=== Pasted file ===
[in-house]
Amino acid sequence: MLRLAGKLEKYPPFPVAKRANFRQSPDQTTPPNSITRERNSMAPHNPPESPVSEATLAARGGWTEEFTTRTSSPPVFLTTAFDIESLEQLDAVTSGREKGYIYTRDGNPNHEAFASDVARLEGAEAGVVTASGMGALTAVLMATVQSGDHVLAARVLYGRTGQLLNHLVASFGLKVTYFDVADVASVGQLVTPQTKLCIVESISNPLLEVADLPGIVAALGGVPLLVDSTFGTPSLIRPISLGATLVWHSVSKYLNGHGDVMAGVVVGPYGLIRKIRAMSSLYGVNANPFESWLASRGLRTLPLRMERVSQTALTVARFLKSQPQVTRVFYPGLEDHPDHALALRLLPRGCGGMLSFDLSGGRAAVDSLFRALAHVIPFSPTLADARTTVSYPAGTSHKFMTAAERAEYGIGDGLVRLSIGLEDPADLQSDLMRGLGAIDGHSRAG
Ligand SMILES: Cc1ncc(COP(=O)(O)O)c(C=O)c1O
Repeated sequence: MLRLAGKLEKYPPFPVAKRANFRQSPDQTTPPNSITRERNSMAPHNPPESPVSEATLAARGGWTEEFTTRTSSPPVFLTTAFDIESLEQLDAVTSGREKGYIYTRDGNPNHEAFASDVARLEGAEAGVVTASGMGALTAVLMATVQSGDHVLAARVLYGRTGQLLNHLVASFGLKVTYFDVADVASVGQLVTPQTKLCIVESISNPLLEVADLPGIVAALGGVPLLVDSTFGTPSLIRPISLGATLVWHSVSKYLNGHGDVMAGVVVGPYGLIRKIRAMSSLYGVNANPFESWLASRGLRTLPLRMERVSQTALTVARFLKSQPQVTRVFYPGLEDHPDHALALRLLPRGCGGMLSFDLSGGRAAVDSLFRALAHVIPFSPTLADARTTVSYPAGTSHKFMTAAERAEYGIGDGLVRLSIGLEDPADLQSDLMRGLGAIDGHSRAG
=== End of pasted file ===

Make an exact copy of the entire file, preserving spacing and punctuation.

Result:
[in-house]
Amino acid sequence: MLRLAGKLEKYPPFPVAKRANFRQSPDQTTPPNSITRERNSMAPHNPPESPVSEATLAARGGWTEEFTTRTSSPPVFLTTAFDIESLEQLDAVTSGREKGYIYTRDGNPNHEAFASDVARLEGAEAGVVTASGMGALTAVLMATVQSGDHVLAARVLYGRTGQLLNHLVASFGLKVTYFDVADVASVGQLVTPQTKLCIVESISNPLLEVADLPGIVAALGGVPLLVDSTFGTPSLIRPISLGATLVWHSVSKYLNGHGDVMAGVVVGPYGLIRKIRAMSSLYGVNANPFESWLASRGLRTLPLRMERVSQTALTVARFLKSQPQVTRVFYPGLEDHPDHALALRLLPRGCGGMLSFDLSGGRAAVDSLFRALAHVIPFSPTLADARTTVSYPAGTSHKFMTAAERAEYGIGDGLVRLSIGLEDPADLQSDLMRGLGAIDGHSRAG
Ligand SMILES: Cc1ncc(COP(=O)(O)O)c(C=O)c1O
Repeated sequence: MLRLAGKLEKYPPFPVAKRANFRQSPDQTTPPNSITRERNSMAPHNPPESPVSEATLAARGGWTEEFTTRTSSPPVFLTTAFDIESLEQLDAVTSGREKGYIYTRDGNPNHEAFASDVARLEGAEAGVVTASGMGALTAVLMATVQSGDHVLAARVLYGRTGQLLNHLVASFGLKVTYFDVADVASVGQLVTPQTKLCIVESISNPLLEVADLPGIVAALGGVPLLVDSTFGTPSLIRPISLGATLVWHSVSKYLNGHGDVMAGVVVGPYGLIRKIRAMSSLYGVNANPFESWLASRGLRTLPLRMERVSQTALTVARFLKSQPQVTRVFYPGLEDHPDHALALRLLPRGCGGMLSFDLSGGRAAVDSLFRALAHVIPFSPTLADARTTVSYPAGTSHKFMTAAERAEYGIGDGLVRLSIGLEDPADLQSDLMRGLGAIDGHSRAG